Let me tell you something, about otters and money, books and banks.
Wonderful news today as Jane Beaton’s crowd funding initiative gets an extra couple of weeks to raise it’s target. And because in the process of this learning curve Penguin Books came on board in a massive way that target has been massively reduced. Half way there. Hoping to push through to funding to see a copy of The Lost Words brought to every school in Scotland.
To celebrate I want to auction this absolutely unique proof of the silk otter scarf, produced by Beckford Silk for Compton Verney. (It’s printed on paper, not silk. There may still be scarves for sale at Compton Verney. You could wrap yourself in otters.)
Anyway, this is a big piece of work that repeats three times the double page spread of tumbling otters from The Lost Words.
The image is 33 cms high, so you can imagine how long it is. Colours are not true to the original, but it’s a curious and unusual thing. If the price gets high enough I will doodle a pencil otter or two in, and of course, sign it. It would look wonderful framed, although it is big.
To bid, please place a comment on this posting. I will close the auction on 5th Feb, not sure what time. Sorry if the process is a bit ramshackled. I have to action the comments, so it takes time, and I’ve so much t do at the moment. Bids should be in £ sterling, but I am happy to post anywhere in this world and you can donate from overseas. You just have to do that before 8th Feb.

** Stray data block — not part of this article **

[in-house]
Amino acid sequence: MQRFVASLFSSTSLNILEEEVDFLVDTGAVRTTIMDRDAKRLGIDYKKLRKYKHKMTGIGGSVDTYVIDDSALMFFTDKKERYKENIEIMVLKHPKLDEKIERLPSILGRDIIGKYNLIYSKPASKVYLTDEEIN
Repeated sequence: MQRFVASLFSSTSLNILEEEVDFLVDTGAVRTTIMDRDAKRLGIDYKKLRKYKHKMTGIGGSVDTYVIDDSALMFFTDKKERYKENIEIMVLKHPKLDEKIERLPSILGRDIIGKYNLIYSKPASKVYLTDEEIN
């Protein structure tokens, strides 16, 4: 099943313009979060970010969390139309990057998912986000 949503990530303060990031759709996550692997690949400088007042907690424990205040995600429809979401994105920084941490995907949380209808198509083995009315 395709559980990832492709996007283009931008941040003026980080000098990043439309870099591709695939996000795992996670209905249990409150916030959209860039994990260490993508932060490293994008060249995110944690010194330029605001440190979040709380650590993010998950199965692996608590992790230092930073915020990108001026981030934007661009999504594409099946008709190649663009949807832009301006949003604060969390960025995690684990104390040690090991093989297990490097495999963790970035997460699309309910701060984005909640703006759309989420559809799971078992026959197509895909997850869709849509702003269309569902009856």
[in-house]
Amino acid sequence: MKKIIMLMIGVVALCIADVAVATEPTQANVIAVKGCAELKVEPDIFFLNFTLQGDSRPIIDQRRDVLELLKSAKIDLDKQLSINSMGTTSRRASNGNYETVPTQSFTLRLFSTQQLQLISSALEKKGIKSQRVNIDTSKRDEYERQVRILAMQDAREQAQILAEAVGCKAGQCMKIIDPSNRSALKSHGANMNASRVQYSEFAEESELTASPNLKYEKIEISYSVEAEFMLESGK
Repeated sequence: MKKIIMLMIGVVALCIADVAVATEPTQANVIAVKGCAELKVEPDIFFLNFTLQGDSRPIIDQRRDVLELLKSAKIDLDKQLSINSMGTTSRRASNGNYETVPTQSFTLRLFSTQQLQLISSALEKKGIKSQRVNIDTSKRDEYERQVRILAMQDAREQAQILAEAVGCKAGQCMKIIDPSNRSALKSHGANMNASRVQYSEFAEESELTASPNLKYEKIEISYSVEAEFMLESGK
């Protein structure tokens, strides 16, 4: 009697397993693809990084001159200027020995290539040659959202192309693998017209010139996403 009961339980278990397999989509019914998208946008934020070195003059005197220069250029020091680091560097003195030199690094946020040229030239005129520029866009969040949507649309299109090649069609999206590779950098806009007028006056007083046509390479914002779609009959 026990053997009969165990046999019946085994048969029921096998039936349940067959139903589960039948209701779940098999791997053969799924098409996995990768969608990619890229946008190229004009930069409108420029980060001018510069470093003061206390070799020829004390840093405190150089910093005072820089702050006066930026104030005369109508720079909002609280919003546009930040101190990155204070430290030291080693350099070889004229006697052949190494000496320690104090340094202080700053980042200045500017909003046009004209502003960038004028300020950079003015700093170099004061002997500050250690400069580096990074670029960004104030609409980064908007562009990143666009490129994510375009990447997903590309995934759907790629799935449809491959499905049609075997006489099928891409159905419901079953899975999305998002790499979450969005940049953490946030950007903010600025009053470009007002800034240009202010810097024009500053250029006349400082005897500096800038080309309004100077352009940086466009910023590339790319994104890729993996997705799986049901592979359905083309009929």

If you win the auction I will ask you to donate the money directly to Jane’s amazing initiative to place a copy of The Lost Words in every primary school in Scotland.
And if the bidding is outside your range then have a look at this way to contribute. For £32 you could get a small piece of gold.
Here are some more images of the piece.
Now, the initiative is for schools in Scotland, but there are some who would like to roll this out into the whole country. In Scotland, by coincidence, there are otters on the ten pound note. Two otters curling in play. I tried to find the name of the artist who drew the otters and found a whole back story about what is the most beautiful bank note I have seen. So many artists and crafts people worked on these notes, under the leadership of The Nile Team. Such attention to detail, even the tweed pattern is called the Dog Otter Tooth. Wild money. Why not use it to rewild the language of children.
And the Scottish note has poetry and hidden lost words that are only visible under uv light. The first lines are clear,
The cork that can’t be travels –
Nose of a dog otter.
The second two become visible only under uv light.
It’s piped at, screamed at, sworn at
By an elegant oystercatcher.
Poetry against forgery.
So please, bid generously. Leave your bid in the comments below, but be sure to read first. All bids have to be actioned by me, so sometimes there are cross overs.
Otters are amongst my favourite animals, and both Robert and I were delighted to find ourselves on the shortlist for the Nations favourite Nature Book. I was especially pleased to be there alongside Tarka.
Please share. And do have a look at the links to the otter’s story on the notes. It’s fascinating.
Bidding starts at £100.